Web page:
And what about the small businesses?
The SMEs represent a core part of the UK economy, accounting for 99% of all UK firms and 60% of total private sector employment.
A. Soady, a federation spokesman, noted that right now, “lots of small businesses are in wait-and-see mode, and it’s not sustainable for that to go on indefinitely.“
In addition to this, the UK has to deal with a worsening skills shortage in the country. As much as 44% of all employers were struggling to find the staff they needed last year, and 34% had problems in retaining specific skill sets.
For example, nurses, doctors and other health care professionals from the EU are leaving the UK. As of today, almost 10,000 of them have quit, and the number of nurses registering to practice in Britain dropped by almost 90% in 2018.
Another sector that has been hit particularly hard is construction. Worker shortages hit a record low in 2018, according to figures from the Federation of Master Builders (FMB).
In its quarterly report on the state of the industry, the FMB revealed that companies are particularly struggling to recruit bricklayers and carpenters, while the demand for skilled plumbers, electricians and plasterers is also outstripping supply.
And there’s more. Uncertainty over Brexit slowed the UK’s economic growth to 1.4% last year – the slowest pace since 2012. The British pound is 14% lower than before the referendum. Gross domestic product fell 0.2% in the three months to June.
As the sterling keeps fluctuating, some retailers have warned that prices may increase. As a result, retail spending has sharply slowed, and retail sales fell by 0.5%, recording the biggest decline in spending in 2019.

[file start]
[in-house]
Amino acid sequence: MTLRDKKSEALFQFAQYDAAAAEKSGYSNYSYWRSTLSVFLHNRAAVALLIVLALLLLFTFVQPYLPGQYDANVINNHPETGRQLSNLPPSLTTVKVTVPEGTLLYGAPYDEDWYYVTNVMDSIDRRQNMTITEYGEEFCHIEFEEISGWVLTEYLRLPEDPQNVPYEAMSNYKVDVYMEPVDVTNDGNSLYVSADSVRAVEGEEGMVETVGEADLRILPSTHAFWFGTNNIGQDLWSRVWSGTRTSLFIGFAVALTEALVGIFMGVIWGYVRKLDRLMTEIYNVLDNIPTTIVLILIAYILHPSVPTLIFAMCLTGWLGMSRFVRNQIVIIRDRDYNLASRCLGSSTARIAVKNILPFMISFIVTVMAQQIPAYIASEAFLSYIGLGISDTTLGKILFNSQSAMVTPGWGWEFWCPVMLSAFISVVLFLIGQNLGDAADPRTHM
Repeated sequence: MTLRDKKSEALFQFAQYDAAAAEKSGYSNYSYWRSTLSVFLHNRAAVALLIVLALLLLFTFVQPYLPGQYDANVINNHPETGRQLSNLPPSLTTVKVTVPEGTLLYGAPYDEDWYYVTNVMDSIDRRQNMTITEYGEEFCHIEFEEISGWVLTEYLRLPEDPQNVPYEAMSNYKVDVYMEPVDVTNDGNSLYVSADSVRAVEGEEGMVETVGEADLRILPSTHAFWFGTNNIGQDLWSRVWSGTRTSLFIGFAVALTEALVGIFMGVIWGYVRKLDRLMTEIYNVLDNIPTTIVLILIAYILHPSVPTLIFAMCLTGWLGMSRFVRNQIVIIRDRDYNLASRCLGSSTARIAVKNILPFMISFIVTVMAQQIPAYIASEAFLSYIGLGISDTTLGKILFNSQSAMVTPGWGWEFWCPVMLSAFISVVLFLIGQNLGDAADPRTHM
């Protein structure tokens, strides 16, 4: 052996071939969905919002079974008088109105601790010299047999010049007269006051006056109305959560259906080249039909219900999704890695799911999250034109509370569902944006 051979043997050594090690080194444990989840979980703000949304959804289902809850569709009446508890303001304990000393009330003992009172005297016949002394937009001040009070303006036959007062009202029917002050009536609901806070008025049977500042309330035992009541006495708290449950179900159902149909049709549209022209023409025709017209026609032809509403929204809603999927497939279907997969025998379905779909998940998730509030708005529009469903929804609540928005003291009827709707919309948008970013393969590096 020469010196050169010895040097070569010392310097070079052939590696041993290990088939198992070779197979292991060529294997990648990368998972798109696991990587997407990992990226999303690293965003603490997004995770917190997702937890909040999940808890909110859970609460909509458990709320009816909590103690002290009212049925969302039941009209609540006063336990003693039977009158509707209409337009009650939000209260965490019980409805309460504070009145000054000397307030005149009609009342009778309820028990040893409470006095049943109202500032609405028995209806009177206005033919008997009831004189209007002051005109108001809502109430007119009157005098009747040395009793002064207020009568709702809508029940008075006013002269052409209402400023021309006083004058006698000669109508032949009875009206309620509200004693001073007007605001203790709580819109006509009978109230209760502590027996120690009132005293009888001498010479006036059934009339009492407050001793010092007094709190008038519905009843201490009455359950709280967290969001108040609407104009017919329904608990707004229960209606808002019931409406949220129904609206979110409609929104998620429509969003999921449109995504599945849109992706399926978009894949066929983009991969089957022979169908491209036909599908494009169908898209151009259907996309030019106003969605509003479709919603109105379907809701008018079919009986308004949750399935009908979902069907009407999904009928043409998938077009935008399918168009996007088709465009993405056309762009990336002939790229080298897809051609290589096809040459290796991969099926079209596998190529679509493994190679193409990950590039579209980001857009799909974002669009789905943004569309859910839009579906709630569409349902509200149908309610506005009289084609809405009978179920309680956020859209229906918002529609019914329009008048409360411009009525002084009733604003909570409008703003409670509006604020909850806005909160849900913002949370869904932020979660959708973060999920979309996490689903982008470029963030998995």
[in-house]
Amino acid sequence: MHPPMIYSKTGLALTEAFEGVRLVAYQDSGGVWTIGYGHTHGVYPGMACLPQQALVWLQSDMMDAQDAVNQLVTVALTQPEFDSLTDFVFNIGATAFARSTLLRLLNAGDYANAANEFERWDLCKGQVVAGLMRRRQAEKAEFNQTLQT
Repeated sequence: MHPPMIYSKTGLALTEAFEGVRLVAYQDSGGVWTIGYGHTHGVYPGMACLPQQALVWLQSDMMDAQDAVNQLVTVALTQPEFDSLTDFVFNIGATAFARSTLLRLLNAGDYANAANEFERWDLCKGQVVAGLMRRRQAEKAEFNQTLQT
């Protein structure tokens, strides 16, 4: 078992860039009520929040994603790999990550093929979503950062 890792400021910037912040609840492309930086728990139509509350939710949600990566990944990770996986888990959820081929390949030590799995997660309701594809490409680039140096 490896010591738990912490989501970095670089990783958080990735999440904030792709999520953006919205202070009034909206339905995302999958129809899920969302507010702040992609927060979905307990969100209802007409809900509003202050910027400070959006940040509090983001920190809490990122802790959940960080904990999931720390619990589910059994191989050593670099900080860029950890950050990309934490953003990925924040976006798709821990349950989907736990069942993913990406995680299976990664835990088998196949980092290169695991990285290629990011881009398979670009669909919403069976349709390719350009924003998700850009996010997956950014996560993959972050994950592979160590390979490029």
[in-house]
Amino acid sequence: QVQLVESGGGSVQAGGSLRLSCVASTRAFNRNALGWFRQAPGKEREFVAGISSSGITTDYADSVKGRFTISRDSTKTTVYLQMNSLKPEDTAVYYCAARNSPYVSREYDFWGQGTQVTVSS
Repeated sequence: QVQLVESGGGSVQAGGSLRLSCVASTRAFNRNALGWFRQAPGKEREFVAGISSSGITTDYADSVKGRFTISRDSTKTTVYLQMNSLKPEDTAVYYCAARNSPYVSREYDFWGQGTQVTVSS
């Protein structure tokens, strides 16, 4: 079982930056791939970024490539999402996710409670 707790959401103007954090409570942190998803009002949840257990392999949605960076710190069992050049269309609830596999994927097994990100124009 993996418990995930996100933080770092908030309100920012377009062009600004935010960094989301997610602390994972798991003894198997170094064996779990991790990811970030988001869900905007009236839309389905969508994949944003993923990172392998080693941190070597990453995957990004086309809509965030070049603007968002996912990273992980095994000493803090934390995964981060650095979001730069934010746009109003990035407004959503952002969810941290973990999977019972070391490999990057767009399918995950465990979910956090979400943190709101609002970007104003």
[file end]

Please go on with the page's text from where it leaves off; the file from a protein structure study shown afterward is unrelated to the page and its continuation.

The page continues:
Chris Williamson, the chief business economist at IHS Markit, noted that, “the purchasing managers index (PMI) surveys collectively indicated that the UK economy remained close to stagnation midway through the second quarter of 2019 as a result, registering one of the weakest performances since 2012.”
To be more specific, the index fell to 47.4 in August, down from 48.0 a month earlier. And anything above 50 separates growth from contraction.
Some numbers, on the other hand, have shown a more positive perspective.
In July 2019, UK inflation fell for the first time in four months, dropping back down to the target set by the government for consumer prices inflation of 2%. What‘s more, the UK’s trade deficit – the shortfall between imports and exports – narrowed to $3.4 billion in April from $7.6 billion in March. However, economists say that these figures might not necessarily mean that import and export volumes are returning to normal. It could indicate that firms in both the UK and in Europe now have unusually high levels of inventory, meaning they do not need to trade as much as they would normally do.
Uncertainty over Brexit has resulted in companies being prevented from investing, instead diverting resources into no-deal planning, meaning that funds that might have otherwise been spent on improving economic productivity or developing new products in the UK, were instead used to prepare for a worst-case scenario. Interestingly, the Brexit fog has had a good effect on one thing: in 2018, $118.6 million worth of contracts were awarded to consultancy firms to advise the public sector on Brexit.
Other than that, Britain has to prepare for October 31 and the potentially large economic shock that will follow, just in case.